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Preferential inhibition of bacterial elastase over human neutrophil elastase by leaf extracts of Psidium guajava: an in vitro study.

INTRODUCTION

Since the advent of civilization, plants have been used as a source of medicine. Recently, there has been a renewed interest in plant extracts that have medicinal properties, especially as these have been found useful in identifying molecules of importance in the pharmaceutical industry. Psidium guajava is cultivated commercially for its fruit, but its leaves, bark, and roots have a long history of medicinal use. The leaves of the guava plant are in use to treat wounds and ulcers, and an infusion of the leaves has been used to treat rheumatism, epilepsy, chorea, and diarrhea. [1,2] Phytochemical studies on P. guajava have shown the presence of tannins, triterpenes, flavonoids, and phenolic compounds [3-5] Tannins present in the plant have been shown to act against bacteria by inactivating microbial adhesions and enzymes. [6] The growth of microorganisms can also be inhibited by essential oils in leaves. [7] Besides these, some plants also have antimicrobial proteins that play a role in defensive mechanism against bacteria, fungi, and viruses. Plants synthesize inhibitory proteins that suppress the extracellular enzyme activities released by pathogenic microorganisms [8,9] These protease inhibitors (PIs) are of common occurrence and some serine PIs (serpins) involved in inhibiting proteases of plant pathogens have been isolated and used for medical treatments. [10-12] The observations on the antibacterial activity of P. guajava is nonspecific. Most studies have shown that there was a zone of inhibition when the leaf extract was applied on the microbial culture plate. [13] The mechanism as to whether its antimicrobial activity [14] is by inhibition of bacterial proteases of different origin is not clear. Elastase released by microorganisms is an important virulence factor in several types of infections, [15] and the invasive effect of elastase by Pseudomonas aeruginosa has been well documented. [16] Human neutrophil elastase (HNE) is involved in the degradation of bacteria and immune complexes phagocytosed by polymorphonuclear leucocytes. [17] As these leaf extracts are used to facilitate wound healing, it was felt appropriate to assess the inhibitory abilities of the P. guajava leaf extract on HNE and P. aeruginosa elastase to test the specificity of their inhibition on these enzymes. This study also explored the presence of PIs of protein nature present in the leaf extract.

MATERIALS AND METHODS

All chemicals used for the study were of analytical grade unless otherwise mentioned. Succinyl trialanyl p-nitroanilide (STANA) and HNE were obtained from Sigma, USA, and tannic acid used as standard was from Merck.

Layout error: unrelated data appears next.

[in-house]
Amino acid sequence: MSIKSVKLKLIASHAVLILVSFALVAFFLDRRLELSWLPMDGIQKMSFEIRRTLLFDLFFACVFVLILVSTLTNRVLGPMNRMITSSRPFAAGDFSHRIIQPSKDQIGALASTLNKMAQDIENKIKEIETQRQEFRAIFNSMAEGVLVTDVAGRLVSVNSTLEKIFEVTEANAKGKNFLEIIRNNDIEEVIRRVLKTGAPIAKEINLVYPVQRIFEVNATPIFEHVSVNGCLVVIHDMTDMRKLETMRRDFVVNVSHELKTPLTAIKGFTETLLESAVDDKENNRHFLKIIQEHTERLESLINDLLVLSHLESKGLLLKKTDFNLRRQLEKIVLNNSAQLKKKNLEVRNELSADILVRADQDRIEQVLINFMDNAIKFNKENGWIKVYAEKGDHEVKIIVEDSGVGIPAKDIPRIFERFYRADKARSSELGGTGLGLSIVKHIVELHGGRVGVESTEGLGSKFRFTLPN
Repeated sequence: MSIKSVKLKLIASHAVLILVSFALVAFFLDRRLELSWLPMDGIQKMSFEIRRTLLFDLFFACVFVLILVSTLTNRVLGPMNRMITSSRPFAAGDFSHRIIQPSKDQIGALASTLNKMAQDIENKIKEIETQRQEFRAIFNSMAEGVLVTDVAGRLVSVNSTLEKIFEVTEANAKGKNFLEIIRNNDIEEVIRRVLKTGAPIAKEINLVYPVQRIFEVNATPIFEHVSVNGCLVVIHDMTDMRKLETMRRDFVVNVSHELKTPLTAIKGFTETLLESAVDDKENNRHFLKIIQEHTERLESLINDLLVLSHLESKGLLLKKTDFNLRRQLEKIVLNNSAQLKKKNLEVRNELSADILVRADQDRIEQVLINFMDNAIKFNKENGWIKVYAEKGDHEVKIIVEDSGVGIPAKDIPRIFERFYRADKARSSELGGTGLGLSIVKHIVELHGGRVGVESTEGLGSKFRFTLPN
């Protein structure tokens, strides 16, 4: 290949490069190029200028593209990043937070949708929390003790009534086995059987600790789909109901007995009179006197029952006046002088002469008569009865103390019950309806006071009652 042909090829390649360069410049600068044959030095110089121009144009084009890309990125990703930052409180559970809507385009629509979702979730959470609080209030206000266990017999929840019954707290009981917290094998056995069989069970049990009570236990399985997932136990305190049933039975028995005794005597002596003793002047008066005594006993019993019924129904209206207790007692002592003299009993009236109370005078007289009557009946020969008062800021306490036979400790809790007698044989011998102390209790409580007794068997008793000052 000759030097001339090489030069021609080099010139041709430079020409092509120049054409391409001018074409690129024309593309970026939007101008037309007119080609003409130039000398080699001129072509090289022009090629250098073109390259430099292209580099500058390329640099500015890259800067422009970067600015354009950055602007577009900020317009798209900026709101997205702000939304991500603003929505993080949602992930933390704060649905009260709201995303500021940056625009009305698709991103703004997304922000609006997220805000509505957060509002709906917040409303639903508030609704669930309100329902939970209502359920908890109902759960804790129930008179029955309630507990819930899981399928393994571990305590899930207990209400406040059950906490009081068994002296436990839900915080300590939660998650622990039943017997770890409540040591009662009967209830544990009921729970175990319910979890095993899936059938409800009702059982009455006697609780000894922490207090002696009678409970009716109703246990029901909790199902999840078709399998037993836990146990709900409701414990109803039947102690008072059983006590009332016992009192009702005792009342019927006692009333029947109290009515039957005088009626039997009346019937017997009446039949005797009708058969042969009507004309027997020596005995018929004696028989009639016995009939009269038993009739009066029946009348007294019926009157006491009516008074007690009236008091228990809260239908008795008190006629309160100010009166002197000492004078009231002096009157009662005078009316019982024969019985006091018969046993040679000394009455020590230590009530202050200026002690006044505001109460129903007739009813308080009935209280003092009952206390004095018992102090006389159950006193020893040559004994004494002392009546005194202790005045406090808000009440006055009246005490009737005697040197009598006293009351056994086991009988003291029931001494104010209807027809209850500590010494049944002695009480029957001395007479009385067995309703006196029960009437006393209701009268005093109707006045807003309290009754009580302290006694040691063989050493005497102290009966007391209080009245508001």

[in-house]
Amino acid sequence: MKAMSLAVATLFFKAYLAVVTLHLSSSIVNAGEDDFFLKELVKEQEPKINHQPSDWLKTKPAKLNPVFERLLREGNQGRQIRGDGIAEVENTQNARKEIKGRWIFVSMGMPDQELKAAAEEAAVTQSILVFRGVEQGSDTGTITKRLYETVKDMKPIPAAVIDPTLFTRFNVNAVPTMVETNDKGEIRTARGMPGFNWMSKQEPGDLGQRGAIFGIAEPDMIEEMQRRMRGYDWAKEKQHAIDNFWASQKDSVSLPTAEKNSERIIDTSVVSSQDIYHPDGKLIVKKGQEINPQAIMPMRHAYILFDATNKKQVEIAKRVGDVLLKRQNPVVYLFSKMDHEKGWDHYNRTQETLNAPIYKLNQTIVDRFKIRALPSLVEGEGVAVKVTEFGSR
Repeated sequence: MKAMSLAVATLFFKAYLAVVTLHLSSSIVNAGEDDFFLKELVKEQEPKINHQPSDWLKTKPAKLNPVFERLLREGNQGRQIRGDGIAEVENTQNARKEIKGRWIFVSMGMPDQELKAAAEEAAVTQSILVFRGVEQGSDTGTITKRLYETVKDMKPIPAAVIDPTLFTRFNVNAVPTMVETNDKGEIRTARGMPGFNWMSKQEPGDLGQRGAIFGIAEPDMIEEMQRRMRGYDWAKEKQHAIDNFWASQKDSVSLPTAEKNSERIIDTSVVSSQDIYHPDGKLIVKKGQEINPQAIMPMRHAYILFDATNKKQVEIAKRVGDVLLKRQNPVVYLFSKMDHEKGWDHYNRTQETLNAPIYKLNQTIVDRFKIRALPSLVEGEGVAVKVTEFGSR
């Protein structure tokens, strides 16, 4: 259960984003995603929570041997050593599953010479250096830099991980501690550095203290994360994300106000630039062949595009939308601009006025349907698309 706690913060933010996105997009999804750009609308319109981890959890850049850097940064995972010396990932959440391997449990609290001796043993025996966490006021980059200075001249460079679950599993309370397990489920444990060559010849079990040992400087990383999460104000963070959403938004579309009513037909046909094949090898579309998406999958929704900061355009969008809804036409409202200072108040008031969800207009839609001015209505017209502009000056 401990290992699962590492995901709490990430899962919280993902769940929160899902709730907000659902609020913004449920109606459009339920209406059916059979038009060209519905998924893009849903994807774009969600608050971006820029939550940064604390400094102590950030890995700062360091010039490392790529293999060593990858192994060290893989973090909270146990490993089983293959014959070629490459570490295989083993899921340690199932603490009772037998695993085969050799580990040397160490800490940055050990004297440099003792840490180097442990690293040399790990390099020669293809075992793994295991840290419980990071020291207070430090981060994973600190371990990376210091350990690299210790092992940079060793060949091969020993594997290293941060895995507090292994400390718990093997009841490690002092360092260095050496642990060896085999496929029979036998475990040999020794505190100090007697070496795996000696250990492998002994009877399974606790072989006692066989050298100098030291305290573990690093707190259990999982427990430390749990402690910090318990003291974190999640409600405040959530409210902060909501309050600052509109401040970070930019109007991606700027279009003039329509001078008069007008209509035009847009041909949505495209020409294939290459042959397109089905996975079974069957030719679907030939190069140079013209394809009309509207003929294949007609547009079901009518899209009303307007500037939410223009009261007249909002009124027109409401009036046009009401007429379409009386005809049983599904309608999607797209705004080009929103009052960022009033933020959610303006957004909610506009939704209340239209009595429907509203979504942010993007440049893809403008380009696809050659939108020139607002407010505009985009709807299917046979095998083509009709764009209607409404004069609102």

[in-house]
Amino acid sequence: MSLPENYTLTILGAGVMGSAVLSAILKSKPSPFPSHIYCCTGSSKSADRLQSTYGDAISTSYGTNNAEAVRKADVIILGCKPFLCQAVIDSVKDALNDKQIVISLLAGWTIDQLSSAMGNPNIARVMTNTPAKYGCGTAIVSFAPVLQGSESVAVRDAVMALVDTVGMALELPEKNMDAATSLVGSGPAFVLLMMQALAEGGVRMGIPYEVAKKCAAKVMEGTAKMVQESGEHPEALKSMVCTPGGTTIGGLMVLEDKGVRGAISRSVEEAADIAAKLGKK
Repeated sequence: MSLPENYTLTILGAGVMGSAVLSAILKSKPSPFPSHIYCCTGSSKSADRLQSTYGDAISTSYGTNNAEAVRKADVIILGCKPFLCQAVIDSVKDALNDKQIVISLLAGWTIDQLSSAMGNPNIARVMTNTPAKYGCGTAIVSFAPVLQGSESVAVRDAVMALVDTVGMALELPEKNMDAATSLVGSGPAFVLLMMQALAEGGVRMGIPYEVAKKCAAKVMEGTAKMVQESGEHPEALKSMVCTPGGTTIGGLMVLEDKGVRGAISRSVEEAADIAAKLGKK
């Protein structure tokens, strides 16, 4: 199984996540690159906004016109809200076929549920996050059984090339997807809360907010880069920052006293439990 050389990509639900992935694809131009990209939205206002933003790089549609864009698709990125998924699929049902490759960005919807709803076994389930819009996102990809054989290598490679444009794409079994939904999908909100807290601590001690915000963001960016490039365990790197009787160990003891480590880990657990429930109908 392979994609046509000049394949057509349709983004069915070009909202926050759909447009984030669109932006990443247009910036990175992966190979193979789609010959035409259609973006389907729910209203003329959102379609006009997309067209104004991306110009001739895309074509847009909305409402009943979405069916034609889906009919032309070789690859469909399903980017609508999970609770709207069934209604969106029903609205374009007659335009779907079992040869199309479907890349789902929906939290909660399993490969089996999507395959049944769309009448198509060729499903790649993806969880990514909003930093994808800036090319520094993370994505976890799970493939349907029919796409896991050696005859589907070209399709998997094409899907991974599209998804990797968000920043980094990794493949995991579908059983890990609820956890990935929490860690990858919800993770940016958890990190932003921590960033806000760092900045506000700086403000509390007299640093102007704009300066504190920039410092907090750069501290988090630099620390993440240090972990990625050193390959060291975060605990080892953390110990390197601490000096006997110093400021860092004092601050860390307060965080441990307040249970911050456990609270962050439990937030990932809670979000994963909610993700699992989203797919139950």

Cultivation and Growth of the Microorganism

The microorganism P. aeruginosa MTCC 3541 was purchased in a lyophilized form from Microbial Type Culture Collection and Gene Bank, Chandigarh, India. It was rehydrated and cultivated on nutrient agar plates for 24 h at 37[degrees]C. Protease release by the microorganism was confirmed by noting zone of clearance on caseinate agar plates, which were streaked and kept for incubation at 37[degrees]C for 48 h. The strain was then inoculated into a nutrient broth containing 1% glucose, 0.5% casein, 0.5% yeast extract, 0.2% [K.sub.2]HP[O.sub.4], 0.2% [K.sub.2]HP[O.sub.4], and 0.1% MgS[O.sub.4] 7[H.sub.2]O. [18] The broth was kept in a rotatory shaker at 120 rpm at 37[degrees]C for 24 h. It was then centrifuged at 10,000 rpm for 20 min at 4[degrees]C.

Purification of the Enzyme

The culture broth was subjected to 70% saturation with ammonium sulfate at 4[degrees]C in a cold room with constant stirring and allowed to stand overnight. It was then centrifuged at 10,000 rpm for 20 min. The precipitate was collected and dissolved in 200 mM Tris-HCl buffer, pH 8.0, and again centrifuged. The supernatant was collected and dialyzed against 200 mM Tris-HCl buffer, pH 8.0, with a change of buffers at every 12th h of dialysis. The dialysate (ammonium sulfate fraction) was collected and measured for protein by Lowry's method. [19] The elastase activity in this was determined using STANA as a substrate by the method of Bieth et al. [20] The fraction after ammonium sulfate precipitation was then subjected to further purification by ion exchange chromatography using DEAE cellulose column, which was equilibrated with 200 mM Tris HCl buffer. Elution was done in a stepwise manner using NaCl (0.05-0.5 M) in the same buffer. The eluted fraction that showed the highest proteolytic activity was then used as the source of the enzyme in this study. The protein content was estimated as per the method of Lowry[19] and elastase activity as per Bieth et al. [20]

Preparation of the Leaf Extract